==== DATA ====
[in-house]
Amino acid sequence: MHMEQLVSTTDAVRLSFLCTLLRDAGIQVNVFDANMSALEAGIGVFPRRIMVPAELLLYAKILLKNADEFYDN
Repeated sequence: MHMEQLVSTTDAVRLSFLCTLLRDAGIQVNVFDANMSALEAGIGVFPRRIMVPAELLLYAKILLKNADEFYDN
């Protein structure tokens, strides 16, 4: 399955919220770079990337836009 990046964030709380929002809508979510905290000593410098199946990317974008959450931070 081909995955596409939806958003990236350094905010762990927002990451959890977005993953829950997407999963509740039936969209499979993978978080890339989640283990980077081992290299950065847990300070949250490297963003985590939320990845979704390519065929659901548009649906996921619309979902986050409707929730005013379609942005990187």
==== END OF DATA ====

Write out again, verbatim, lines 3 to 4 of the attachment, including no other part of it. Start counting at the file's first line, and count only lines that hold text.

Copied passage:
Repeated sequence: MHMEQLVSTTDAVRLSFLCTLLRDAGIQVNVFDANMSALEAGIGVFPRRIMVPAELLLYAKILLKNADEFYDN
């Protein structure tokens, strides 16, 4: 399955919220770079990337836009 990046964030709380929002809508979510905290000593410098199946990317974008959450931070 081909995955596409939806958003990236350094905010762990927002990451959890977005993953829950997407999963509740039936969209499979993978978080890339989640283990980077081992290299950065847990300070949250490297963003985590939320990845979704390519065929659901548009649906996921619309979902986050409707929730005013379609942005990187």